The environmental water of the middle Eocene Arctic: Evidence from δD, δ18O and δ13C within specific compounds

A. Hope Jahren, Monica C. Byrne, Heather V. Graham, Leonel S.L. Sternberg, Roger E. Summons

Research output: Contribution to journalArticlepeer-review

30 Scopus citations

Abstract

The extensive vertical exposure (> 150 m) of terrestrial sediments on Axel Heiberg Island, which contain thick fossiliferous lignites, presents an exceptional opportunity to follow the establishment and re-establishment of Arctic Metasequoia forests during the middle Eocene. We compared δD values in n-alkanes of chain length 23, 25, 27 and 29 with δ18O values in phenylglucosazone (P-G) derived from α-cellulose; we also analyzed %-abundance of ferns, gymnosperms and angiosperms using pollen and spores isolated from each lignite. Our results showed that forest composition was altered upon uplift, as gymnosperms became more abundant within the relatively well-drained upland sediments. This was also reflected in the small (1‰), but significant, increase in the δ13C value of TOM from lowland to upland environments. However, neither the δD values of n-alkanes nor the δ18O in P-G were statistically different in the upland sediments, as compared to the lowland sediments; from this we inferred that the oxygen isotope signature of environmental water available to the forests for plant growth was relatively uniform throughout the time of the fossil forests. The δD value of environmental water implied by both n-alkanes and P-G ranged from - 168 to - 131% and was considerably enriched compared to all environmental water samples available from the modern Arctic region (< - 180%). In addition to indicating a warmer Eocene Arctic, subject to meteoric transport patterns different from today's, these results argue against the presence of an Eocene polar ice cap.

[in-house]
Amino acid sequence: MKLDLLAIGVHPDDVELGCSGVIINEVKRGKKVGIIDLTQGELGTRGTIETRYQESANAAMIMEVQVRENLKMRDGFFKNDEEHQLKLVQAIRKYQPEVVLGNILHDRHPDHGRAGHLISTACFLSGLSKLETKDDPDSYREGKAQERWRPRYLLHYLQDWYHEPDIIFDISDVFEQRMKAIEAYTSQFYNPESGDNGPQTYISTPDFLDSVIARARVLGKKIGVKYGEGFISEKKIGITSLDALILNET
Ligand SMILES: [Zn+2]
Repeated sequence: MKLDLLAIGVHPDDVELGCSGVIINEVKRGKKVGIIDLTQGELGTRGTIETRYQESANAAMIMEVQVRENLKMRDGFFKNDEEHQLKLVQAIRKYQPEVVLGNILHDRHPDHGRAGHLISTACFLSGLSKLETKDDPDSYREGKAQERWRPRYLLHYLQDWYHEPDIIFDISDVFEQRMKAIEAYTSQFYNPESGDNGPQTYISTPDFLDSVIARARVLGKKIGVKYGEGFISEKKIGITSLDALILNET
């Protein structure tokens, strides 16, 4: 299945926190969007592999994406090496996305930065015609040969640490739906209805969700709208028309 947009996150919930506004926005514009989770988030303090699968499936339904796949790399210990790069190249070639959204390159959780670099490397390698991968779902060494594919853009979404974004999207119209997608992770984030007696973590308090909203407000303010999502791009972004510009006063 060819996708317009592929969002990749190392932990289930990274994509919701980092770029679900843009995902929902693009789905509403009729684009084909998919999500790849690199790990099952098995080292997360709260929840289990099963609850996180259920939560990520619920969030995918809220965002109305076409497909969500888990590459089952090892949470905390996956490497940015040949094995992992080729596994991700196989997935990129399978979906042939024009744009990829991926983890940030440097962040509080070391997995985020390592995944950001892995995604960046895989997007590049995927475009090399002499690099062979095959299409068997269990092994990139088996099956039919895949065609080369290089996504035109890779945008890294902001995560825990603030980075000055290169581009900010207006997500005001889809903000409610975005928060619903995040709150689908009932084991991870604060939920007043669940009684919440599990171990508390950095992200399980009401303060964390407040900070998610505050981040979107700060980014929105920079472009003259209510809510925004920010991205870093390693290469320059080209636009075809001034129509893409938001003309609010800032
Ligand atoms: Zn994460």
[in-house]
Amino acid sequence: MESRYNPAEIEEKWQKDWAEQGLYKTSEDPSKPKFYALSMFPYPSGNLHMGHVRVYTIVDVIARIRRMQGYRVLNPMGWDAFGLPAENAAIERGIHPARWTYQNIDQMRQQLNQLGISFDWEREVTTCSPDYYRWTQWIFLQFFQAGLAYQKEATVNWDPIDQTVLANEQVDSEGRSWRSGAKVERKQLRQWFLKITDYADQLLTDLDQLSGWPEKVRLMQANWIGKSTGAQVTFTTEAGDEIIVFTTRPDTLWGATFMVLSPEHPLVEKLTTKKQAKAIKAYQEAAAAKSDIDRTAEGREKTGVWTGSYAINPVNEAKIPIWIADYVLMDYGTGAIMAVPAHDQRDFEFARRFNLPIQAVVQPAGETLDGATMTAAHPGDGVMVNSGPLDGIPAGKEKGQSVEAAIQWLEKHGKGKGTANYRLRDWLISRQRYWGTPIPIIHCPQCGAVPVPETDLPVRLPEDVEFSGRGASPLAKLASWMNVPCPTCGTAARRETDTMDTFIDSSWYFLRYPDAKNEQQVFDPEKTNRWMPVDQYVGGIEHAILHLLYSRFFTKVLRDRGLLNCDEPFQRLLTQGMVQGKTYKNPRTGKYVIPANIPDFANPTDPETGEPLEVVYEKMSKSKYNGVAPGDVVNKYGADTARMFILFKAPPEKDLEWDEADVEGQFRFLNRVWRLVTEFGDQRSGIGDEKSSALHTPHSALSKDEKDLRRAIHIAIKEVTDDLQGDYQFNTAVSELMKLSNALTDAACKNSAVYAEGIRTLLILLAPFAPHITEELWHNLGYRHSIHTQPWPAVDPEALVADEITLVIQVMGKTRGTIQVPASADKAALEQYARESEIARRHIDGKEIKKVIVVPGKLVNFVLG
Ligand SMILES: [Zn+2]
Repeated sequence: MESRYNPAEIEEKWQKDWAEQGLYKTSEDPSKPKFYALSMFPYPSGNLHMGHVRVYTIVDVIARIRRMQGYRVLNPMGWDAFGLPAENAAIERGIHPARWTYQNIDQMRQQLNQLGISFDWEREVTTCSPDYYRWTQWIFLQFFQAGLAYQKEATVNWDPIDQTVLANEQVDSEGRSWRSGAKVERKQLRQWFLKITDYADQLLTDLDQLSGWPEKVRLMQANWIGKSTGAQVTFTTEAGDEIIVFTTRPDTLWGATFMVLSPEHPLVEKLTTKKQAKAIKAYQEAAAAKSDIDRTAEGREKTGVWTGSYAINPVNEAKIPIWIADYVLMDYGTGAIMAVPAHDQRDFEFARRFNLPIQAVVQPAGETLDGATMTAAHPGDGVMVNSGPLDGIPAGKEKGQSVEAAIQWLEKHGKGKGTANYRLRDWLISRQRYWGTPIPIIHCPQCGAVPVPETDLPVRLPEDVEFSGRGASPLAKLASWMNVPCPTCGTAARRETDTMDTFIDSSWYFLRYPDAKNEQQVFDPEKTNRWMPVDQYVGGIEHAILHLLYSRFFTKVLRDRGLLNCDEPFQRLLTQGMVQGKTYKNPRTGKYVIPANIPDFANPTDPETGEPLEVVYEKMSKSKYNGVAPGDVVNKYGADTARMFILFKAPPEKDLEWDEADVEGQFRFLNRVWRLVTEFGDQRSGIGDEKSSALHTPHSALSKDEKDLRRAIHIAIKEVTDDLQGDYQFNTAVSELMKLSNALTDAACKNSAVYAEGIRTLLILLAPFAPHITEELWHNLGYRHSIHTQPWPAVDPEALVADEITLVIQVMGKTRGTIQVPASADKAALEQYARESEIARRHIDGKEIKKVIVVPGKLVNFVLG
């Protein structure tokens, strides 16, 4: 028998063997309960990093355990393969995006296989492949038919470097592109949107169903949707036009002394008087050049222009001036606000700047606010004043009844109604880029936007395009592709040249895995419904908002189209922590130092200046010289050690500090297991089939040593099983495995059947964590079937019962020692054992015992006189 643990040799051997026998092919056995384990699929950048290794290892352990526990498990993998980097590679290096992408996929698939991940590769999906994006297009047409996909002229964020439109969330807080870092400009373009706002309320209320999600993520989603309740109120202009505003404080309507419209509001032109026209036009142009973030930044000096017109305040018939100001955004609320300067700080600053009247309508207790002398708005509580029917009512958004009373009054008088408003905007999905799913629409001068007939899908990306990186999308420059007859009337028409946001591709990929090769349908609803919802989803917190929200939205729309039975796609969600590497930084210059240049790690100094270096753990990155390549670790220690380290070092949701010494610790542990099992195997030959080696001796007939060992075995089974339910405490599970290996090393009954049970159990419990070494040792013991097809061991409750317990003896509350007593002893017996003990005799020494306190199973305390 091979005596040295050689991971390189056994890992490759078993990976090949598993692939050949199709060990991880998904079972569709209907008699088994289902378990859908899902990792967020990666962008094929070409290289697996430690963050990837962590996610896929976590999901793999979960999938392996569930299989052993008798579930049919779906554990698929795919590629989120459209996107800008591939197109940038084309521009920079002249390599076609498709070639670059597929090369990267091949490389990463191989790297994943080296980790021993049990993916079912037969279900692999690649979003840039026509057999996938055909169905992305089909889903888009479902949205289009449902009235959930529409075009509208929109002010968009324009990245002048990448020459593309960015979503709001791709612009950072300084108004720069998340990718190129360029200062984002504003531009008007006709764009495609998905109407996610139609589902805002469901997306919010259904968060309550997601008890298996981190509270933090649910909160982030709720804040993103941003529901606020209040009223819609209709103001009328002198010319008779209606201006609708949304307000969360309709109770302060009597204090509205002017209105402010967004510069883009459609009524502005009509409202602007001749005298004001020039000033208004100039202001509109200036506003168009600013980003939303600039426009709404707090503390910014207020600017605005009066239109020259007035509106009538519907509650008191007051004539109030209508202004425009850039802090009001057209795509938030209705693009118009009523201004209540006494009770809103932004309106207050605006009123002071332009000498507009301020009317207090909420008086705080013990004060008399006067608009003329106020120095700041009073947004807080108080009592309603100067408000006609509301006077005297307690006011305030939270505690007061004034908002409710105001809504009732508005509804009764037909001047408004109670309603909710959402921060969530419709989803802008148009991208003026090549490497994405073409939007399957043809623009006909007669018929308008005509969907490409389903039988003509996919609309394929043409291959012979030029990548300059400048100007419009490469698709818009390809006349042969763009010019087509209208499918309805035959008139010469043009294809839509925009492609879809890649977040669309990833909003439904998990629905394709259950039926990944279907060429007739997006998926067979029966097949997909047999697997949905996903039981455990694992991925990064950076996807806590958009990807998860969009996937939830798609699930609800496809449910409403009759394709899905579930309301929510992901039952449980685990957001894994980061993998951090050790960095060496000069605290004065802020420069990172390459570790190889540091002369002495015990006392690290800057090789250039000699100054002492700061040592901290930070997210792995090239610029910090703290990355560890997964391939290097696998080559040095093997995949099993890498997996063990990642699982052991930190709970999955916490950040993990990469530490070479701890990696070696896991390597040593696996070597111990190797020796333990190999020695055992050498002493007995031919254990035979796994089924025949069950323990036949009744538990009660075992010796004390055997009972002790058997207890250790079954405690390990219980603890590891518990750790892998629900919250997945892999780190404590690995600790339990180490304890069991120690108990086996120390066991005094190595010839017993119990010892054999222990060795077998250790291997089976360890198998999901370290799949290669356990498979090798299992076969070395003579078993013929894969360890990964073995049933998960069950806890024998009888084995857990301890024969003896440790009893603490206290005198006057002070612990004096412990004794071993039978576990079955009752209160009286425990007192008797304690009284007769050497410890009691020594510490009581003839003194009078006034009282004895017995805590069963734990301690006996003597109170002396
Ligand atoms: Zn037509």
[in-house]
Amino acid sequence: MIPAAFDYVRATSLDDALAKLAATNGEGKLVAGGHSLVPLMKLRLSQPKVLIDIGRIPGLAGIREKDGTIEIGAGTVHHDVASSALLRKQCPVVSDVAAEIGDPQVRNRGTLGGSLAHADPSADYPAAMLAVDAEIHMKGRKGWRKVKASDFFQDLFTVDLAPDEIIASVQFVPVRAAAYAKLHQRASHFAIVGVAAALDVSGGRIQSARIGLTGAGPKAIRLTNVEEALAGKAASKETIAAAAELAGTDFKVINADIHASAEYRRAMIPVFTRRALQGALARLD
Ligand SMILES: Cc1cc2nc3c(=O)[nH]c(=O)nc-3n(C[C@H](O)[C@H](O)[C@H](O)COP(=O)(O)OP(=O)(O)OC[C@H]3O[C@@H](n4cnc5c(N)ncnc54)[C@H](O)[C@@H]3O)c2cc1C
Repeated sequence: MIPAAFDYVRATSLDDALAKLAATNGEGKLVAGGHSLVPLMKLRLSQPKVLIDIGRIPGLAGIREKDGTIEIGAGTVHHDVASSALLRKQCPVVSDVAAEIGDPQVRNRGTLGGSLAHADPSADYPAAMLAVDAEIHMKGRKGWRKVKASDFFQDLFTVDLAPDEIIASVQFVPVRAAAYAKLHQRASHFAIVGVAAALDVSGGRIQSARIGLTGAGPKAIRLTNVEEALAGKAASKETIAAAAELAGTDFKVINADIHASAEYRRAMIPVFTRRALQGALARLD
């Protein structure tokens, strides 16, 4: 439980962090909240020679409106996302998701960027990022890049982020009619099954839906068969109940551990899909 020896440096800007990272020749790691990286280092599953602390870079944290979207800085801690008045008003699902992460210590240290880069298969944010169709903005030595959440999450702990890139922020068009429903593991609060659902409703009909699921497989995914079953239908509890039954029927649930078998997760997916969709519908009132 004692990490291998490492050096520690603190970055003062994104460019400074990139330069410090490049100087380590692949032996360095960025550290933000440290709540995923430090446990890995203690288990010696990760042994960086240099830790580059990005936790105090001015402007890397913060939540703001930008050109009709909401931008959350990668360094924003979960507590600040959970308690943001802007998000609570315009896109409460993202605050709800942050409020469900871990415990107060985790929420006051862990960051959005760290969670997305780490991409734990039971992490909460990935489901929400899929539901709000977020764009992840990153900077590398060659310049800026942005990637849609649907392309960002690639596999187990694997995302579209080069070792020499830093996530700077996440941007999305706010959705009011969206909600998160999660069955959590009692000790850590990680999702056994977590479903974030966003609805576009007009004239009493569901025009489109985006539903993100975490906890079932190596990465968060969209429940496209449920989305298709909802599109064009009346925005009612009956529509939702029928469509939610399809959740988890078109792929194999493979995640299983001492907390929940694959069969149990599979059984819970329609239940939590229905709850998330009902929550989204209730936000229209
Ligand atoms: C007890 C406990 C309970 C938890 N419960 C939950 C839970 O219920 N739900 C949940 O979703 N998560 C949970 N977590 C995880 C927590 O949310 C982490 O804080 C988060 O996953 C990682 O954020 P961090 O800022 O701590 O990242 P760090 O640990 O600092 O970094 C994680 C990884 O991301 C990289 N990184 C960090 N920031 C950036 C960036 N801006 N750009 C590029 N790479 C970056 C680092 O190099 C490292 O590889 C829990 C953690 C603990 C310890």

Original languageEnglish (US)
Pages (from-to)96-103
Number of pages8
JournalPalaeogeography, Palaeoclimatology, Palaeoecology
Volume271
Issue number1-2
DOIs
StatePublished - Jan 1 2009

ASJC Scopus subject areas

  • Oceanography
  • Ecology, Evolution, Behavior and Systematics
  • Earth-Surface Processes
  • Palaeontology

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